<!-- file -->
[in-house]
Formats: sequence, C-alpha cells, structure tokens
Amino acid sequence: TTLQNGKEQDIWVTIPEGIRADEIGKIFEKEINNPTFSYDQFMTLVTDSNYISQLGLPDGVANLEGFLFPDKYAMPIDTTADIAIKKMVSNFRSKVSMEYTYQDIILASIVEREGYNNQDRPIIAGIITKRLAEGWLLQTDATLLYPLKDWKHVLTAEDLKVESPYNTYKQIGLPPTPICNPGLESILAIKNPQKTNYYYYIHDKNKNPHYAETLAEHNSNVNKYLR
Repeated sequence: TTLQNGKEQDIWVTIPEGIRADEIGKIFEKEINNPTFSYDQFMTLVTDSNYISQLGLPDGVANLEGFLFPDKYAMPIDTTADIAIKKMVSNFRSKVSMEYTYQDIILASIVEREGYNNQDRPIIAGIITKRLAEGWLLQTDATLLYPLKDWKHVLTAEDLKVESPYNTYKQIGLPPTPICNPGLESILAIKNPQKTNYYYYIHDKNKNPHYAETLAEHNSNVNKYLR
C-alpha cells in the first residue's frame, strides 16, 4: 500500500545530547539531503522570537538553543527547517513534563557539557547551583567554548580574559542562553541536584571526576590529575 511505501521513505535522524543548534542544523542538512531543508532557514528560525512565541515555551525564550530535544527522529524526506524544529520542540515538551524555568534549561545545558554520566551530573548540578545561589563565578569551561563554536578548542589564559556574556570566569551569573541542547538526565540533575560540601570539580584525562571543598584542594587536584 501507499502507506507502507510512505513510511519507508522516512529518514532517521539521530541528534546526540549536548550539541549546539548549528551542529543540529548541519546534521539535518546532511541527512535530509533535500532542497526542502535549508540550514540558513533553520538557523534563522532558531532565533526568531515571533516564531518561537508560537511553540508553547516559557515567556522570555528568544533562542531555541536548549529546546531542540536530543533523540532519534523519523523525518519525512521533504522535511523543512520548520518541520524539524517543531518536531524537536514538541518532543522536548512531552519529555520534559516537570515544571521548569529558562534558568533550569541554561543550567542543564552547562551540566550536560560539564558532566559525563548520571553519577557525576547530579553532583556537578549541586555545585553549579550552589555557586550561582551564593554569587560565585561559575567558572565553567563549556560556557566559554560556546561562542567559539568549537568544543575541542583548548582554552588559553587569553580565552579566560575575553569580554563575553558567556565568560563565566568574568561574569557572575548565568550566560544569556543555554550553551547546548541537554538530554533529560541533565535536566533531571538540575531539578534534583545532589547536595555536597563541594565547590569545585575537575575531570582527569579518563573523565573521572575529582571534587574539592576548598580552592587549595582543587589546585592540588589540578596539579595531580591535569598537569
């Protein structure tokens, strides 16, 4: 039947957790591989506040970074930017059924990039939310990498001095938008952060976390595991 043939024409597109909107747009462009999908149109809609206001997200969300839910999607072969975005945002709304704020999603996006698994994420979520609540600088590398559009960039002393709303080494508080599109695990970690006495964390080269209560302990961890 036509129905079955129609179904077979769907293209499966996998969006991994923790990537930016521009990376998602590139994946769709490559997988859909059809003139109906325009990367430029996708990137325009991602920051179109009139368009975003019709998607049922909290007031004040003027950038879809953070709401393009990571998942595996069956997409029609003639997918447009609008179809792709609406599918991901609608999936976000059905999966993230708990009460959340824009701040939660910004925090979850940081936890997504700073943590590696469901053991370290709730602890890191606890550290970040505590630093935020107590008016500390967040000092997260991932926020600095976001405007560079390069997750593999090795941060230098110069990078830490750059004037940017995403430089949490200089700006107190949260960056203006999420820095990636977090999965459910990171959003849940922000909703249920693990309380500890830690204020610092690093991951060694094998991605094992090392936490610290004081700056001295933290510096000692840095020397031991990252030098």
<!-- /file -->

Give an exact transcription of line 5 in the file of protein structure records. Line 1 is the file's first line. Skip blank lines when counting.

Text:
C-alpha cells in the first residue's frame, strides 16, 4: 500500500545530547539531503522570537538553543527547517513534563557539557547551583567554548580574559542562553541536584571526576590529575 511505501521513505535522524543548534542544523542538512531543508532557514528560525512565541515555551525564550530535544527522529524526506524544529520542540515538551524555568534549561545545558554520566551530573548540578545561589563565578569551561563554536578548542589564559556574556570566569551569573541542547538526565540533575560540601570539580584525562571543598584542594587536584 501507499502507506507502507510512505513510511519507508522516512529518514532517521539521530541528534546526540549536548550539541549546539548549528551542529543540529548541519546534521539535518546532511541527512535530509533535500532542497526542502535549508540550514540558513533553520538557523534563522532558531532565533526568531515571533516564531518561537508560537511553540508553547516559557515567556522570555528568544533562542531555541536548549529546546531542540536530543533523540532519534523519523523525518519525512521533504522535511523543512520548520518541520524539524517543531518536531524537536514538541518532543522536548512531552519529555520534559516537570515544571521548569529558562534558568533550569541554561543550567542543564552547562551540566550536560560539564558532566559525563548520571553519577557525576547530579553532583556537578549541586555545585553549579550552589555557586550561582551564593554569587560565585561559575567558572565553567563549556560556557566559554560556546561562542567559539568549537568544543575541542583548548582554552588559553587569553580565552579566560575575553569580554563575553558567556565568560563565566568574568561574569557572575548565568550566560544569556543555554550553551547546548541537554538530554533529560541533565535536566533531571538540575531539578534534583545532589547536595555536597563541594565547590569545585575537575575531570582527569579518563573523565573521572575529582571534587574539592576548598580552592587549595582543587589546585592540588589540578596539579595531580591535569598537569